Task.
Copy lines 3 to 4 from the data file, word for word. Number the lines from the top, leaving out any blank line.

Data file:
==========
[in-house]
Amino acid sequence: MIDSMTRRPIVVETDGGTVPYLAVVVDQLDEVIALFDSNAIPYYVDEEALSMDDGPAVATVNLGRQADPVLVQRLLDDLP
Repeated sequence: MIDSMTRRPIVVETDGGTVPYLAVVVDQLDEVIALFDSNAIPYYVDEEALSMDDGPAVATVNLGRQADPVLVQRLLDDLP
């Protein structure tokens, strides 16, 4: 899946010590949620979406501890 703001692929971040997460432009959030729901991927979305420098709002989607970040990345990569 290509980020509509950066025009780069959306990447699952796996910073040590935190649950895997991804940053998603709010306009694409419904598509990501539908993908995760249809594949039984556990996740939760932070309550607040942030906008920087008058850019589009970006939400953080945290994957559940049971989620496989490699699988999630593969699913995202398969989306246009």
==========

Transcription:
Repeated sequence: MIDSMTRRPIVVETDGGTVPYLAVVVDQLDEVIALFDSNAIPYYVDEEALSMDDGPAVATVNLGRQADPVLVQRLLDDLP
């Protein structure tokens, strides 16, 4: 899946010590949620979406501890 703001692929971040997460432009959030729901991927979305420098709002989607970040990345990569 290509980020509509950066025009780069959306990447699952796996910073040590935190649950895997991804940053998603709010306009694409419904598509990501539908993908995760249809594949039984556990996740939760932070309550607040942030906008920087008058850019589009970006939400953080945290994957559940049971989620496989490699699988999630593969699913995202398969989306246009």